NOTE OF CAUTION! If you pull power from the power supply in the monitor you should realize that the back lights will then be on permanently as long as the monitor has power running to it! This was a problem for me, so I installed a switch to manually control the backlight power. If you want to you could use the original inverter power wires to run a relay to turn the new backlights on and off when the monitor goes into standby. The choice is yours!
Image Notes
1. Left section is power filtering and fuse, then yellow transformer that steps up voltage, and the the blue capacitors are filters output to the high voltage connectors at the far right in white.
2. Should be able to fit 2 replacement inverters here.
3. Stripping power directly from the power supply.
4. Wires included in the inverter kit are plently long.
5. The best $.99 wire strippers money can buy, I have every type of wirestrippersyou can get and these win over everything! here at Harbor Freight - I bought them on sale, they are periodically.
6. Added power wires and carefully taped everything over.

Step Four: Add Inverters

Now that you've got power, you'll want to remove and unplug the old inverter and then mount up the new inverters. I chose to use the original cases for the inverters and just run a screw through the bottom in the area underneath the transformer where there are no other traces.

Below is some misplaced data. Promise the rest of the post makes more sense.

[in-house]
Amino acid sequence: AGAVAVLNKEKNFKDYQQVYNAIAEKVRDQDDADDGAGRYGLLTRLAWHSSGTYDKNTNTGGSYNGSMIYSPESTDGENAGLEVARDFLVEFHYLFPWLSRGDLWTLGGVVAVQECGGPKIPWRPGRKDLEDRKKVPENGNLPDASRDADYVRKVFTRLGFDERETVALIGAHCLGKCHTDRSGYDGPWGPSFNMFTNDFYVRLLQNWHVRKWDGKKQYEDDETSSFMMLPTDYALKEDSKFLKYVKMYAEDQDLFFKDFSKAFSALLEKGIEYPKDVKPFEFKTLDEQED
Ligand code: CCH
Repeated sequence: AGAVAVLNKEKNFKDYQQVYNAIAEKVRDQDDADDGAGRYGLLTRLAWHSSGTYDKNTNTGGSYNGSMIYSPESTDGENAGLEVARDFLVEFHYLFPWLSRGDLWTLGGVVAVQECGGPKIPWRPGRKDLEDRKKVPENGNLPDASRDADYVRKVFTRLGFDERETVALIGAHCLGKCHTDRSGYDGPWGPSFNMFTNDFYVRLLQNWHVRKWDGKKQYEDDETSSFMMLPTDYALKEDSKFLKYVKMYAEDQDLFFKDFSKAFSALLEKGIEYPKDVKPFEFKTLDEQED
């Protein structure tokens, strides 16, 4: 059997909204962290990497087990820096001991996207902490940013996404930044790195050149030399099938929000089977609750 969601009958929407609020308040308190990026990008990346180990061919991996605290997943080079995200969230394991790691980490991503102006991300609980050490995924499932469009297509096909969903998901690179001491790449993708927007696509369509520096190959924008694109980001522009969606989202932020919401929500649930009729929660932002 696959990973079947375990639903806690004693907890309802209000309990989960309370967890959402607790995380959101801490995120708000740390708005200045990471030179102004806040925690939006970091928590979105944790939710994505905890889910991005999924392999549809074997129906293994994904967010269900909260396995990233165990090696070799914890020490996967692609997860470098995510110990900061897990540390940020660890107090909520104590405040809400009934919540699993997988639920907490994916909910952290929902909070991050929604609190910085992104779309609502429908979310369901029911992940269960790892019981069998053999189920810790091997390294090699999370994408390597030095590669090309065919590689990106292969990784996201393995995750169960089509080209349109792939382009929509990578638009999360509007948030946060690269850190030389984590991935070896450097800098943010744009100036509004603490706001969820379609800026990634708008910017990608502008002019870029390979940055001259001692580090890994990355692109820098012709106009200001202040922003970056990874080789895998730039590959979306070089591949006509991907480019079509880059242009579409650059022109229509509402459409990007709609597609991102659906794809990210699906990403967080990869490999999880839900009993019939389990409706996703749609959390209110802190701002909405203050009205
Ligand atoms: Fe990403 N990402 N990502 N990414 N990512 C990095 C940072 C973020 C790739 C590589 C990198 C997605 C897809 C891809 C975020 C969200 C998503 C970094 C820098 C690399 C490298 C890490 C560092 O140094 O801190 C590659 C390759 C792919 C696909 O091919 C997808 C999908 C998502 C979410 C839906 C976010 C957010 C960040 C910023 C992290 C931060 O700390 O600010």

Image Notes
1. Good place to put the screw in the large green break under the transformer, just watch out for high voltage!
2. Make sure you mark out a go-no go region before drilling
3. Screwed to existing mounting brackets well within reach of the original wires
4. Even though we're in a place where nothing could touch, put some electrical tape down just in case anything ever comes loose.

Step Five: Wire up the Back Lights

The final step is to safely wire up the backlight CCFL bulb wires. Of course my connectors wouldn't fit in the other connector body so there was no other way than to solder the connections on.
Image Notes
1. I cut the middle piece out of the connector and removed the connection from the plug body and then pushed the connections over the bare pin and soldered them in place
2. Then added solder
3. Then added hot glue to make sure they aren't going anyplace
4. And repeat for the other side.

Step Six: Test it out and Reassemble

Once you've got both inverters mounted up it would be best to power it all up and see if it works. At this point I realized that I'd need a switch to control the backlights, so I'll show those pictures as well - remember that a better solution is to run a relay off of the original sleep/standby signal that runs to the inverter, I didn't have any relays handy so I didn't.

Image Notes
1. Get them both in place and replace covers
2. Power it up and check out your work!
3. Cut the positive 12V power to the inverters and wire it though the switch, a MUCH better solution is to run it through a relay off the original inverter power/standby signal
4. Mark out mounting position
5. Do a better job dremeling than me though ;)
6. Always end up with an extra screw, oh well, weight savings!